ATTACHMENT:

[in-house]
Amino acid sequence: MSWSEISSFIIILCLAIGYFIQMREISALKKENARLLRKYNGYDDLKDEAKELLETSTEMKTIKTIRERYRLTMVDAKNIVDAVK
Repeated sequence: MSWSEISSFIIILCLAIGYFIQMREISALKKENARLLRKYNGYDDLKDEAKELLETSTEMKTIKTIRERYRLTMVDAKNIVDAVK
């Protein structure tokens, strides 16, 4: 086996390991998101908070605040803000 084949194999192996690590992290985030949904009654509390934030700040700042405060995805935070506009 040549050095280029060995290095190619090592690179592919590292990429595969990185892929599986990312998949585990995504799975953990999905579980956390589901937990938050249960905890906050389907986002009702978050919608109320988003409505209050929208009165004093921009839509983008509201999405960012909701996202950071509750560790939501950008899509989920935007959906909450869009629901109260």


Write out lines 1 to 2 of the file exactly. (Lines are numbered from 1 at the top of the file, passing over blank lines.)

[in-house]
Amino acid sequence: MSWSEISSFIIILCLAIGYFIQMREISALKKENARLLRKYNGYDDLKDEAKELLETSTEMKTIKTIRERYRLTMVDAKNIVDAVK